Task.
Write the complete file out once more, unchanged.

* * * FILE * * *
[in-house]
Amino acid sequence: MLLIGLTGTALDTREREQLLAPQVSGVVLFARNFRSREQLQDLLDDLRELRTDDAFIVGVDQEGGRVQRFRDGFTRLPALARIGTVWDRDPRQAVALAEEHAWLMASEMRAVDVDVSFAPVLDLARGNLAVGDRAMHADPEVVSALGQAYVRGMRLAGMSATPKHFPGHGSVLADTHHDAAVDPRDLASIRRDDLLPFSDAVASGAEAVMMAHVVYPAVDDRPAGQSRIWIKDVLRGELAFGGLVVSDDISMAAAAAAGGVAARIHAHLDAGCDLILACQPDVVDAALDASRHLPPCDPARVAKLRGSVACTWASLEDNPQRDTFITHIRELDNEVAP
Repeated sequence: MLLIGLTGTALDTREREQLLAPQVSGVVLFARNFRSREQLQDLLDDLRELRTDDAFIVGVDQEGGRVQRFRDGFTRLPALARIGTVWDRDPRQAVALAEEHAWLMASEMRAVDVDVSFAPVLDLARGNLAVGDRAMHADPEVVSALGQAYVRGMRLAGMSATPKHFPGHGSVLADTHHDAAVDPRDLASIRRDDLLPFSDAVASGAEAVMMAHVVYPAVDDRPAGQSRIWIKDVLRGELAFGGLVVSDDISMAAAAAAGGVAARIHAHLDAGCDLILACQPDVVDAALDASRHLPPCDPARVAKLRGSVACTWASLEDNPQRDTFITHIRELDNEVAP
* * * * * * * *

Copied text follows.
[in-house]
Amino acid sequence: MLLIGLTGTALDTREREQLLAPQVSGVVLFARNFRSREQLQDLLDDLRELRTDDAFIVGVDQEGGRVQRFRDGFTRLPALARIGTVWDRDPRQAVALAEEHAWLMASEMRAVDVDVSFAPVLDLARGNLAVGDRAMHADPEVVSALGQAYVRGMRLAGMSATPKHFPGHGSVLADTHHDAAVDPRDLASIRRDDLLPFSDAVASGAEAVMMAHVVYPAVDDRPAGQSRIWIKDVLRGELAFGGLVVSDDISMAAAAAAGGVAARIHAHLDAGCDLILACQPDVVDAALDASRHLPPCDPARVAKLRGSVACTWASLEDNPQRDTFITHIRELDNEVAP
Repeated sequence: MLLIGLTGTALDTREREQLLAPQVSGVVLFARNFRSREQLQDLLDDLRELRTDDAFIVGVDQEGGRVQRFRDGFTRLPALARIGTVWDRDPRQAVALAEEHAWLMASEMRAVDVDVSFAPVLDLARGNLAVGDRAMHADPEVVSALGQAYVRGMRLAGMSATPKHFPGHGSVLADTHHDAAVDPRDLASIRRDDLLPFSDAVASGAEAVMMAHVVYPAVDDRPAGQSRIWIKDVLRGELAFGGLVVSDDISMAAAAAAGGVAARIHAHLDAGCDLILACQPDVVDAALDASRHLPPCDPARVAKLRGSVACTWASLEDNPQRDTFITHIRELDNEVAP